Our work confirms that salinity holds an important role in structuring pelagic fungal communities of the Baltic Sea. In particular, we determined a significant variation in fungal species composition and community structure above and below a threshold of 8 PSU. This finding has important implications since the presence of different fungal groups with changing salinity levels potentially influence aquatic food web structure and ecosystem functions. In the future, it will be necessary to analyze a greater number of sampling points along the gradient, also considering a higher temporal resolution, which would allow a better understanding of the fluctuations of fungal populations in time and space. Likewise, we consider it important to study in greater detail the main physiological mechanisms of adaptation to salinity that operates in the different phylogenetic groups of fungi.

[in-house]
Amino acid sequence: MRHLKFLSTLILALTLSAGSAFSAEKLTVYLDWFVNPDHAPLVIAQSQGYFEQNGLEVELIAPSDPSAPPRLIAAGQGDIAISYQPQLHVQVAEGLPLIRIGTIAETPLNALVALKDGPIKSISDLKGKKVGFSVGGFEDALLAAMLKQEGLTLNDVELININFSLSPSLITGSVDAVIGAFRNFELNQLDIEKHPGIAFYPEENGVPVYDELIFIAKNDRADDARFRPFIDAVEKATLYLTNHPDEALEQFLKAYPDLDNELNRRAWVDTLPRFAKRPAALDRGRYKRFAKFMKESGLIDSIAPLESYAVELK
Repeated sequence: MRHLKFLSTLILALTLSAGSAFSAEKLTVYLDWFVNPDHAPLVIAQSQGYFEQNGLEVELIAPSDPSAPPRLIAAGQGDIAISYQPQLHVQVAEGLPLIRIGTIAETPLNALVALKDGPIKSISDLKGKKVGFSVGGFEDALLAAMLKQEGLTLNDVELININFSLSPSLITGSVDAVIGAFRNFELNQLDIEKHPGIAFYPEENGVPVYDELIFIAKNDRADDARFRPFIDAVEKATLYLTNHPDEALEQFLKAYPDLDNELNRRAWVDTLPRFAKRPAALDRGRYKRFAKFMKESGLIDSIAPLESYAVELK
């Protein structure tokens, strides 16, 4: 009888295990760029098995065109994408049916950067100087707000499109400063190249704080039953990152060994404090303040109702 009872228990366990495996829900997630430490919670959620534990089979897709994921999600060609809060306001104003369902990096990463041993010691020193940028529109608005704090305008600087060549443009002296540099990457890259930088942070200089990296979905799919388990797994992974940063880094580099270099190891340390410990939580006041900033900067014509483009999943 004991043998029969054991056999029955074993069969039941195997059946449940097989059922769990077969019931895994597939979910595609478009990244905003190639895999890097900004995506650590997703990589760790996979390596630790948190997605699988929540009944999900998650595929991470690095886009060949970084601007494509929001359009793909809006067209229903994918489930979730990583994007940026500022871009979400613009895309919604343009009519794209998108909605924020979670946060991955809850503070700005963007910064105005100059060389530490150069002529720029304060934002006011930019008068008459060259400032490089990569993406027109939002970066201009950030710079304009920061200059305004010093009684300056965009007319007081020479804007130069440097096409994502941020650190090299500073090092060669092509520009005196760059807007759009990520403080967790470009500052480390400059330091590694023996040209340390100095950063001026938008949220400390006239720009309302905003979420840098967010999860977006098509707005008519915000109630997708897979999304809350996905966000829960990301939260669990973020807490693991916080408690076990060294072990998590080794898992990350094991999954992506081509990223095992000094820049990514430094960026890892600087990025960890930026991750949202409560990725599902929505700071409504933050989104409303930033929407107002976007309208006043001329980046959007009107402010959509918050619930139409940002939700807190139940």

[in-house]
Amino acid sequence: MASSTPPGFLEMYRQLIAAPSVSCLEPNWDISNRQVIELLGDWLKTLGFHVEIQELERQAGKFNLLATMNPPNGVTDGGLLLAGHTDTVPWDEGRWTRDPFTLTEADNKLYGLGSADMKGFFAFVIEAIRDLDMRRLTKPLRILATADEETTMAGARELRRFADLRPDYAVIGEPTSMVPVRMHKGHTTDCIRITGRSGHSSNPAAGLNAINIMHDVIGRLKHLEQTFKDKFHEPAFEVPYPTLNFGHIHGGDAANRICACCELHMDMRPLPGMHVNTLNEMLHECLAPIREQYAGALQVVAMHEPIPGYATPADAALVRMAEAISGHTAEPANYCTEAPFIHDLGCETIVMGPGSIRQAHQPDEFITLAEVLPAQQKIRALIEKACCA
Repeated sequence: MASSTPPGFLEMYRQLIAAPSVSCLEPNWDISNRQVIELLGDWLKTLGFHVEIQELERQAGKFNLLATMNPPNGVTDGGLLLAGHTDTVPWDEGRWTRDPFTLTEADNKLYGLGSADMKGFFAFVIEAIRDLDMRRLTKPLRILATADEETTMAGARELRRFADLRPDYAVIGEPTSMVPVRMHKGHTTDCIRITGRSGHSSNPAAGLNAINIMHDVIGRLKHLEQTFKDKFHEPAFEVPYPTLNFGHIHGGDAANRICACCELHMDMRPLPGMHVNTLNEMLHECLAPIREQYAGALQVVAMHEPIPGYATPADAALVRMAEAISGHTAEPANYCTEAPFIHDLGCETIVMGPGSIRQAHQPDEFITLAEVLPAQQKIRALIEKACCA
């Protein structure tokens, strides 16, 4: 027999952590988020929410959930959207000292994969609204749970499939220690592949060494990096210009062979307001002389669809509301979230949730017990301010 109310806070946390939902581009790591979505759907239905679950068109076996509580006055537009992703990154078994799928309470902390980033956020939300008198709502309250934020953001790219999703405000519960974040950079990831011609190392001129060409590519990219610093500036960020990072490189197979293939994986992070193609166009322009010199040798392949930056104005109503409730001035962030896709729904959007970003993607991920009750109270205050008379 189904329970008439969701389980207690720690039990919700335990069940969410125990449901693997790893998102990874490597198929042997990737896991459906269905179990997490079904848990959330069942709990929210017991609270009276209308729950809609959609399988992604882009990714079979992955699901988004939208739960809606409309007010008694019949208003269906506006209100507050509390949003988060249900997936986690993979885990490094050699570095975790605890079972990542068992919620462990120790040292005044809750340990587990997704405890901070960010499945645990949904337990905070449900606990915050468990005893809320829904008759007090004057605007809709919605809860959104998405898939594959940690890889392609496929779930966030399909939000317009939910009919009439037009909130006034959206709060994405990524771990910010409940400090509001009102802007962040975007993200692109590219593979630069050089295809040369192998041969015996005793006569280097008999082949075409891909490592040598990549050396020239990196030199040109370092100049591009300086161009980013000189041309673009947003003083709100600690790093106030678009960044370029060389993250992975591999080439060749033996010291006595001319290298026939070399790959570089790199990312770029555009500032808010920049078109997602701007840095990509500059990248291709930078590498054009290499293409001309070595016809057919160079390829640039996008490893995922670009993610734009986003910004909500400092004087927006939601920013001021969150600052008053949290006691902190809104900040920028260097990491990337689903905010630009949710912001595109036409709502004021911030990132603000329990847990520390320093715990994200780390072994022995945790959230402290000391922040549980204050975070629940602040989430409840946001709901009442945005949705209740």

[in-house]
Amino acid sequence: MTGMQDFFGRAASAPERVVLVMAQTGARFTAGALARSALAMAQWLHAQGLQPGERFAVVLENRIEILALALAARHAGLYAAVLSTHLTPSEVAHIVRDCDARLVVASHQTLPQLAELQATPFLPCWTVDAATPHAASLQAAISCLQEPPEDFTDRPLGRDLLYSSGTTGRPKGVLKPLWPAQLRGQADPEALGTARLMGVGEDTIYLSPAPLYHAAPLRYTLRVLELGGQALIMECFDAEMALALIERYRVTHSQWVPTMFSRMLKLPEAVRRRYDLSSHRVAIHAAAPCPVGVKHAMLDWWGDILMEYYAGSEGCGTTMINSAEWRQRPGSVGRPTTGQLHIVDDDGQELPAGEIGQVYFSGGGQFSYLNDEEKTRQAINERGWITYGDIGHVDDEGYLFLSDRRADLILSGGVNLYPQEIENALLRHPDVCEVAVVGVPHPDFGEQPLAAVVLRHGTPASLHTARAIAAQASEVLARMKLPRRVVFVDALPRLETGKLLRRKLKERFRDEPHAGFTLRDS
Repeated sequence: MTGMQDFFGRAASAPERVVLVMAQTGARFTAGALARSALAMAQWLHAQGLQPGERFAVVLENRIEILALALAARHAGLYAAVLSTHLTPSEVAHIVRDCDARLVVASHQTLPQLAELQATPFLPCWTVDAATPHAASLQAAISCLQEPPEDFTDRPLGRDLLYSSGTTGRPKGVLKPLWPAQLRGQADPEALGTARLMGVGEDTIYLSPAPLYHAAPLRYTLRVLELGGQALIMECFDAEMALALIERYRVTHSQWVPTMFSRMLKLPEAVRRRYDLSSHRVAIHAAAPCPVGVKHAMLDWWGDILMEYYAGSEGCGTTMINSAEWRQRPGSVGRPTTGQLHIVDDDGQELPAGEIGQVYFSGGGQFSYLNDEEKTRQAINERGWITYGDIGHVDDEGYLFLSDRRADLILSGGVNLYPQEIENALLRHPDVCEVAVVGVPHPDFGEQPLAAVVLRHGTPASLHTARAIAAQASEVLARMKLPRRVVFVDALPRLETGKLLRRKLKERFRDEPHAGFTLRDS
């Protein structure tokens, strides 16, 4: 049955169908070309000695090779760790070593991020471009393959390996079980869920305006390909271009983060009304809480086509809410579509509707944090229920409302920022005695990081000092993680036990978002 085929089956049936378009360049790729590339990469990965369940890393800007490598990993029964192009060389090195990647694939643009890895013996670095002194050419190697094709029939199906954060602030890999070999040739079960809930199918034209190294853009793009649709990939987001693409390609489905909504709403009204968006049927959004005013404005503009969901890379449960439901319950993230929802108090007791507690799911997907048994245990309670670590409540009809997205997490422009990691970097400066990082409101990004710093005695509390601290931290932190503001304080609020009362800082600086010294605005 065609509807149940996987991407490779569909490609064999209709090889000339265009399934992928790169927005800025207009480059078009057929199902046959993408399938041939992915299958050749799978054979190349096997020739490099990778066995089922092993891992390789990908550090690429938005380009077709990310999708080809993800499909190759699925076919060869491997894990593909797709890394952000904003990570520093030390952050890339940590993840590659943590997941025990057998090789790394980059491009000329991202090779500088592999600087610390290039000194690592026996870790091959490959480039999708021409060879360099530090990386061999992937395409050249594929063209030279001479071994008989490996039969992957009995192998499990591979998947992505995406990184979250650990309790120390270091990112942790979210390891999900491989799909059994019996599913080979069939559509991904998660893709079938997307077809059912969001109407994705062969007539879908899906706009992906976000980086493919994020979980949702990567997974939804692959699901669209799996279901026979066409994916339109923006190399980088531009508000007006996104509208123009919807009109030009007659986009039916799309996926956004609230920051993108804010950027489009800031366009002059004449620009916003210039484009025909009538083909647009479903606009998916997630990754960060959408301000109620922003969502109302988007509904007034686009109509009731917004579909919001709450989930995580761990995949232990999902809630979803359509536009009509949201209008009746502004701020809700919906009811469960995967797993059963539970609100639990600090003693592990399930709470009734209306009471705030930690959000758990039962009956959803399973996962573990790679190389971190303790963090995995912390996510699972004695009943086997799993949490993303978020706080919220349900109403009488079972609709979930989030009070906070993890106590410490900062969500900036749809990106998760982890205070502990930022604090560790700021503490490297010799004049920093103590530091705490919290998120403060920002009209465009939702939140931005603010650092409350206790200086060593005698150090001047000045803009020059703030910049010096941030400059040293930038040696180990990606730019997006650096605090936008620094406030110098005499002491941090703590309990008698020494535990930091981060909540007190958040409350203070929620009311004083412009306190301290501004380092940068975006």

In three expeditions to the Baltic Sea, carried out during different years and seasons, we explored the diversity and composition of fungal communities along transects of ca. 2000 km and a salinity gradient ranging from 34 to 3 PSU. Sequence analysis of the 18S rRNA gene shows that salinity is important for structuring the pelagic fungal communities in the Baltic. We determined a significant variation in the composition of fungal species above and below a threshold of 8 PSU. We highlight salinity as an important environmental factor that should be taken into account to better understand the fungal diversity and their ecological functions in the aquatic, pelagic environment.